Is A Federal Ban on Noncompetes Coming?

07 December 2020 Labor & Employment Law Perspectives Blog
Authors: John F. Birmingham Jr

Noncompete agreements, through which an employee promises not to compete with an employer during or after employment, have been a part of the marketplace for many years. While they must be supported by a legitimate business purpose and meet reasonableness requirements in terms of duration, geography and scope, noncompetes are permissible in most states.  

As the new administration takes over, that may change, as Joe Biden has previously expressed that he believes noncompete agreements hurt workers.  For example, in December 2019, he tweeted: "It's simple: companies should have to compete for workers just like they compete for customers.  We should get rid of noncompete clauses and no-poaching agreements that do nothing but suppress wages." And the following is explicitly listed as an action item on the “joebiden.com” website:

Eliminate noncompete clauses and no-poaching agreements that hinder the ability of employees to seek higher wages, better benefits, and working conditions by changing employers.

This aversion to restrictions on employee movement is consistent with the Obama administration’s Department of Justice and Federal Trade Commission (FTC) guidance in October 2016 warning against agreements between companies not to poach each other’s employees. 

President-elect Biden’s proclamations are no empty threat. First, restricting noncompetition agreements enjoys some bipartisan support.  Therefore, even if the Senate remains under Republican control, there is the opportunity for legislative action.  On the other hand, such efforts stalled under the Obama administration.  Second, some believe that the FTC’s rulemaking authority to prohibit unfair or deceptive acts and unfair competition would allow regulatory elimination or diminishment of noncompete agreements.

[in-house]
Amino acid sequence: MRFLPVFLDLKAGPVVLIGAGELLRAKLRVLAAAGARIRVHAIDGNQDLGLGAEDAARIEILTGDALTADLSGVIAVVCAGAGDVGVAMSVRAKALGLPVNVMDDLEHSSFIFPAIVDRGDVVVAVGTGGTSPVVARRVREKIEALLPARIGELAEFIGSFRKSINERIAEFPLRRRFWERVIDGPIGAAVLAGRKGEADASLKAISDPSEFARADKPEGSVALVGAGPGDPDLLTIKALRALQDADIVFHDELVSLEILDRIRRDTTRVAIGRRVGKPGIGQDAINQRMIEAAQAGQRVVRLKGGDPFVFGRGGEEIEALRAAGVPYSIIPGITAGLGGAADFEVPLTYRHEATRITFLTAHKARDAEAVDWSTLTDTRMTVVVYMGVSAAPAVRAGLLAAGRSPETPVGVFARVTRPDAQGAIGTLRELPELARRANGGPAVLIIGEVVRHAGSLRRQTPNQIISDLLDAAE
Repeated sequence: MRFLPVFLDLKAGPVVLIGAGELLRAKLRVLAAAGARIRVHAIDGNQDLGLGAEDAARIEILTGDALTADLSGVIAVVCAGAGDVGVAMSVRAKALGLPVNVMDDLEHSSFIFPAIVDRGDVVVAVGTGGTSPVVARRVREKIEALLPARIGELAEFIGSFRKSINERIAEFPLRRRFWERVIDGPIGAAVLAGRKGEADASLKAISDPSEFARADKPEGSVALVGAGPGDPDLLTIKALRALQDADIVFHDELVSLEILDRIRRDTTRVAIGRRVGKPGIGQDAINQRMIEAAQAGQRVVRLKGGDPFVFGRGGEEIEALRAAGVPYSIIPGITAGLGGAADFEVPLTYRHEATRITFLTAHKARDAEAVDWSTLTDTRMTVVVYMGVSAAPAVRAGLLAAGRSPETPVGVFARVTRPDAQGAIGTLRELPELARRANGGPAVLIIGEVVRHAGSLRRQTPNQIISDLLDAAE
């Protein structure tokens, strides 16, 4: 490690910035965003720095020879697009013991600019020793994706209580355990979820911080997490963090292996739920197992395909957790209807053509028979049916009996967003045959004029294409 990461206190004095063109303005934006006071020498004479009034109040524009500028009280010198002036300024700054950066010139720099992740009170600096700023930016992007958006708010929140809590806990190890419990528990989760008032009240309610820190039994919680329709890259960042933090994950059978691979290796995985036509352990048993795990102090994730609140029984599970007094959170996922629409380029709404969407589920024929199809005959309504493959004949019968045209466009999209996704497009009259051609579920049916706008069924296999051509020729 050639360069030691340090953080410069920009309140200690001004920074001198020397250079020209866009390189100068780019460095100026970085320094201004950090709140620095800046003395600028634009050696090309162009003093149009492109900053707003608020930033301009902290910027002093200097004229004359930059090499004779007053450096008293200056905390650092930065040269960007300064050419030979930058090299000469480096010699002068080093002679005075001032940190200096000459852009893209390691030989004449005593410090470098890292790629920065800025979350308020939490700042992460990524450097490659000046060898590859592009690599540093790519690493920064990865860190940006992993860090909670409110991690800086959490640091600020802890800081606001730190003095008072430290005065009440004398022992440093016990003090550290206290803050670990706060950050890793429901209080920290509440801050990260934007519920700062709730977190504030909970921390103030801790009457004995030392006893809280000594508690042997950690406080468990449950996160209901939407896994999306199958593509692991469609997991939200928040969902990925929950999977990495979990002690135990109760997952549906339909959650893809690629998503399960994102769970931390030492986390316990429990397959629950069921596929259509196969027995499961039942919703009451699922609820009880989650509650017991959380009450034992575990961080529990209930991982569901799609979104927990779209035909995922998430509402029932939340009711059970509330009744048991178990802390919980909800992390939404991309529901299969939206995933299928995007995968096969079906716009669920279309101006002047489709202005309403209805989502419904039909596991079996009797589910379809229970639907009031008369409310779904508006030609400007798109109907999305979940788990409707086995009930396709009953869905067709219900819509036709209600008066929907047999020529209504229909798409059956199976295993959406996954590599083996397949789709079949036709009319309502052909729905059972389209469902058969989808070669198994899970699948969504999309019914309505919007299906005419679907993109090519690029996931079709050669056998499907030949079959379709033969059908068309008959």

This, of course, ignores the fact that noncompetes are contracts that are typically a matter of state concern, and that states have taken action over the last few years to restrain abuses.  Moreover, while there are publicized examples of noncompetes that go too far, there are others that are supported by legitimate business concerns, such as the desire to protect confidential information and customer relationships. Also, well-written noncompetition agreements can provide a level of clarity and certainty, guiding the actions of the parties. A ban on such agreements will cause matters of importance to be fought in the more nebulous, and costly, trade secret arena. 

While employers are waiting to see how this shakes out, it would be wise to reassess current agreements and business models that are overly dependent on noncompetition agreements.  For example, it seems likely that the application of noncompete agreements to lower-level employees will be invalidated.  In addition, given President-elect Biden’s reference to a trade secret exception, employers would be well-served to tie agreements to the need to protect specific trade secrets. In addition to fine-tuning noncompetition agreements, companies should also ensure that they have in place agreements reasonably prohibiting or restricting the solicitation of customers and employees, as these agreements may accomplish core objectives but survive a noncompete ban. Employers should also reexamine whether they have taken steps to protect their trade secrets---including clear agreements, training, and security precautions--- as the battleground may shift to trade secret law.   

 
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